Pegozafermin: This Novel Treatment Could Improve Liver Health in NASH

An estimated 25% of people in the United States have a condition called nonalcoholic fatty liver disease (NAFLD), a condition characterized by excess fat in the liver. Estimates vary but anywhere from 6-20% of people with NAFLD will develop nonalcoholic steatohepatitis (NASH). NASH, which sits under the larger umbrella of NAFLD, is characterized by liver fibrosis (scarring), inflammation, and damage. People with NASH may experience appetite and weight loss, fatigue, nausea and vomiting, yellowing of their skin and eyes, abdominal pain, and general weakness. 

Avoiding alcohol, controlling diabetes, losing weight, and practicing healthy lifestyle choices with diet and exercise are all standards-of-care. Despite the need for effective therapies, there are no FDA-approved treatments for NASH. Discovering new treatments could improve patient health and quality-of-life.

That is just what researchers from the University of California – San Diego’s School of Medicine are looking to do. According to an article in Medical XPress, the research team explored pegozafermin as a NASH treatment within a Phase 2b, multicenter, double-blinded, placebo-controlled clinical study. 

What is Pegozafermin?

Developed by 89bio, pegozafermin is a fibroblast growth factor 21 (FGF21) analog engineered using proprietary glycoPEGylation technology. FGF21 is naturally produced by our body, excreted by the liver, and plays a role in liver lipid (fat) metabolism, blood glucose and insulin regulation, and energy control. Pegozafermin works to not just sustain naturally produced FGF21, but to improve its efficacy in breaking down lipids.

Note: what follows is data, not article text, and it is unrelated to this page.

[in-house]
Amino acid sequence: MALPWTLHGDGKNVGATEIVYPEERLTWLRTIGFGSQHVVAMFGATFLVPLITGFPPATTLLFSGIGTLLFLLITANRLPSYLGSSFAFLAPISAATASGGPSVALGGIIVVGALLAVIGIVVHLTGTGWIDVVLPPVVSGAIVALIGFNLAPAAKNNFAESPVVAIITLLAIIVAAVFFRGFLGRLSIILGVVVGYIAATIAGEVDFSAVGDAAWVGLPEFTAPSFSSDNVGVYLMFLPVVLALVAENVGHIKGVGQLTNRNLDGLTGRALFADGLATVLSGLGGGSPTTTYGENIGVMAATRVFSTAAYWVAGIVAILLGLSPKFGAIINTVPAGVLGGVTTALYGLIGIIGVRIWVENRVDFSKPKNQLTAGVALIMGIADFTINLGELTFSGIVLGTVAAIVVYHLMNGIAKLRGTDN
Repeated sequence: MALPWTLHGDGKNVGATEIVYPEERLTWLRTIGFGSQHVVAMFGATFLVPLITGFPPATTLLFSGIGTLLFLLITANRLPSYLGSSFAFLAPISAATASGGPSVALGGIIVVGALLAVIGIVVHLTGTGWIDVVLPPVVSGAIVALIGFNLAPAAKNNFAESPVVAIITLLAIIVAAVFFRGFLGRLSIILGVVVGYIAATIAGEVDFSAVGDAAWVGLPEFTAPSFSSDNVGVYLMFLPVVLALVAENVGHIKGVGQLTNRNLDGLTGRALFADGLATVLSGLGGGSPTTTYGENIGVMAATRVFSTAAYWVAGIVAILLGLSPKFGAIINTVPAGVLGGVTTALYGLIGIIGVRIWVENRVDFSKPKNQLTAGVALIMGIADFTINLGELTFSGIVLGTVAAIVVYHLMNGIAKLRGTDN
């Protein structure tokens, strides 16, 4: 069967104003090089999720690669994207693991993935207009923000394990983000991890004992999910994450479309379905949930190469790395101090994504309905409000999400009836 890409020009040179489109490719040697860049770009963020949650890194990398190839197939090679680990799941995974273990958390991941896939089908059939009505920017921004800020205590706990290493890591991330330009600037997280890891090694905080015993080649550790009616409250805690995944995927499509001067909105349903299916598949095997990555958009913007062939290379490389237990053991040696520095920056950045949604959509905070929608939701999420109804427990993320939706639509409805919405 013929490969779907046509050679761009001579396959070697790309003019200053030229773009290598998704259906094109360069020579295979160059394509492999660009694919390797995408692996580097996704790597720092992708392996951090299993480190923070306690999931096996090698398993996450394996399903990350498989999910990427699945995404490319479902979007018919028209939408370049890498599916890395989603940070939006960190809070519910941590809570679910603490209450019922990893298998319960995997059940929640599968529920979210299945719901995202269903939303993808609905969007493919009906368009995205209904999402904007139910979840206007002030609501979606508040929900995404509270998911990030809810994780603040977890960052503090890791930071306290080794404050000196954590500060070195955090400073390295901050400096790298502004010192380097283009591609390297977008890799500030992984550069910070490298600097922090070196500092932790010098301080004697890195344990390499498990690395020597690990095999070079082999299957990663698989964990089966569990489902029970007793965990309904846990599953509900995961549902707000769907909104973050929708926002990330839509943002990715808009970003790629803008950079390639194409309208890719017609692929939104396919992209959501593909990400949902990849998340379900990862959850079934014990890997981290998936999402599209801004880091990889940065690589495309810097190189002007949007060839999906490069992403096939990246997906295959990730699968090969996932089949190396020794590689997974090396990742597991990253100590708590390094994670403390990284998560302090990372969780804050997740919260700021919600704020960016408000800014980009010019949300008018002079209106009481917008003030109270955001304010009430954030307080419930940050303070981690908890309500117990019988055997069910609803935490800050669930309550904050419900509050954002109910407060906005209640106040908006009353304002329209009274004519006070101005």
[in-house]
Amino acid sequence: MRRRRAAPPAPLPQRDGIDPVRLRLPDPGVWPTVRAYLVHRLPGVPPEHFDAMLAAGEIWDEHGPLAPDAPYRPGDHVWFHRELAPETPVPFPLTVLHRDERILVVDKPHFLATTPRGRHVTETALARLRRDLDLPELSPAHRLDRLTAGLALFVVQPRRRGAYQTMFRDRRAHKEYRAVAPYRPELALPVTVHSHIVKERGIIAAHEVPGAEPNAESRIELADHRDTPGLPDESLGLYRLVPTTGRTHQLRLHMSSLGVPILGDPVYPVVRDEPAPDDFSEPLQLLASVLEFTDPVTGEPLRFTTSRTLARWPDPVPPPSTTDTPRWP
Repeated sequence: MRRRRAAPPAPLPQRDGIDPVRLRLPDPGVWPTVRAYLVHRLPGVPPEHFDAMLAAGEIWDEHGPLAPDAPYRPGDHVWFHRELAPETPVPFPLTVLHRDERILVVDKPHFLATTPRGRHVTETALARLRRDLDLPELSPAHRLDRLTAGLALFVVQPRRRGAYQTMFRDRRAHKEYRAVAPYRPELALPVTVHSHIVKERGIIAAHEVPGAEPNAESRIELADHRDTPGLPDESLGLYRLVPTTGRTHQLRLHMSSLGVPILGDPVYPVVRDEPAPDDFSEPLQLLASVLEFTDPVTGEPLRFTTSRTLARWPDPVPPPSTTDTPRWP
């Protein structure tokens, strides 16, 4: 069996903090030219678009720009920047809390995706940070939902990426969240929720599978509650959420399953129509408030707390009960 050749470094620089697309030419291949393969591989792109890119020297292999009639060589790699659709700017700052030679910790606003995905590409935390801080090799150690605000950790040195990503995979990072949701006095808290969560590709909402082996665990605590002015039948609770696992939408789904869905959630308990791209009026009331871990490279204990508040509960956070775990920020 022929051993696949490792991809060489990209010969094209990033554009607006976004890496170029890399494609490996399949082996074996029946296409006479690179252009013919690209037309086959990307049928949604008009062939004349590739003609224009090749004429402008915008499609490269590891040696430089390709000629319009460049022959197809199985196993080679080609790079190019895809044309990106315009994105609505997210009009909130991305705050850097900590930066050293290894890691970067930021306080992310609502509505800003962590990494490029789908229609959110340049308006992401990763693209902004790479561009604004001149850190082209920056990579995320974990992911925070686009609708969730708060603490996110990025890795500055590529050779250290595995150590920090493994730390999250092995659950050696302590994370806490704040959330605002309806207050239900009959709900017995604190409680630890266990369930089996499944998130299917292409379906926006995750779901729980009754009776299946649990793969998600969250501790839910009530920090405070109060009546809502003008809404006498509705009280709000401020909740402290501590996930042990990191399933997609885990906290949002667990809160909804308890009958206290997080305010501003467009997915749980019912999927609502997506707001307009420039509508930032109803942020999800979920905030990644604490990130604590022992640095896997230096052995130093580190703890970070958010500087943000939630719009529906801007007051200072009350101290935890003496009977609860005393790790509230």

Improving NASH Treatment

Within the Phase 2b study, the research team explored the safety and efficacy of pegozafermin. Altogether, 222 people with NASH enrolled. Participants received either 15mg or 3mg subcutaneous pegozafermin weekly, 44mg pegozafermin bi-weekly, or a placebo. Primary endpoints for the study included improvements in fibrosis without disease progression and NASH resolution with no worsening scarring. 

Data published in The New England Journal of Medicine shared that the higher doses of pegozafermin were effective. 27% of these individuals saw some reduction in scarring, which was 20% higher than those receiving the placebo. The drug also reduced liver inflammation. There were side effects, but these were typically mild. 

Moving forward, researchers hope that a confirmatory Phase 3 trial could further highlight the benefits of pegozafermin and get a treatment option into the hands of patients in need.

Jessica Lynn

Jessica Lynn

Jessica Lynn has an educational background in writing and marketing. She firmly believes in the power of writing in amplifying voices, and looks forward to doing so for the rare disease community.

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